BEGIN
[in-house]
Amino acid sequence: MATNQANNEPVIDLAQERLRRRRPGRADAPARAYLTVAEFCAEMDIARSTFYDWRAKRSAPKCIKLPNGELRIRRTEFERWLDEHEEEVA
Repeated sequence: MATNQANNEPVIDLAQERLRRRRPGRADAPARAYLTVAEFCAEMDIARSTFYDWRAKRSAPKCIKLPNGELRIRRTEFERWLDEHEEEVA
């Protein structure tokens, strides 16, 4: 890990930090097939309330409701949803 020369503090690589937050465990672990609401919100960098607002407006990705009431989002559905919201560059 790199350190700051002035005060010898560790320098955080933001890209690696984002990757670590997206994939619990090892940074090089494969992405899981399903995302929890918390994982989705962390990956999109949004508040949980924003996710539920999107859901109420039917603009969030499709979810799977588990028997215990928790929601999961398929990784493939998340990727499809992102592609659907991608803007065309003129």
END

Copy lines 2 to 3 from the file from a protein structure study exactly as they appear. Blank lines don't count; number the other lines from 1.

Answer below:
Amino acid sequence: MATNQANNEPVIDLAQERLRRRRPGRADAPARAYLTVAEFCAEMDIARSTFYDWRAKRSAPKCIKLPNGELRIRRTEFERWLDEHEEEVA
Repeated sequence: MATNQANNEPVIDLAQERLRRRRPGRADAPARAYLTVAEFCAEMDIARSTFYDWRAKRSAPKCIKLPNGELRIRRTEFERWLDEHEEEVA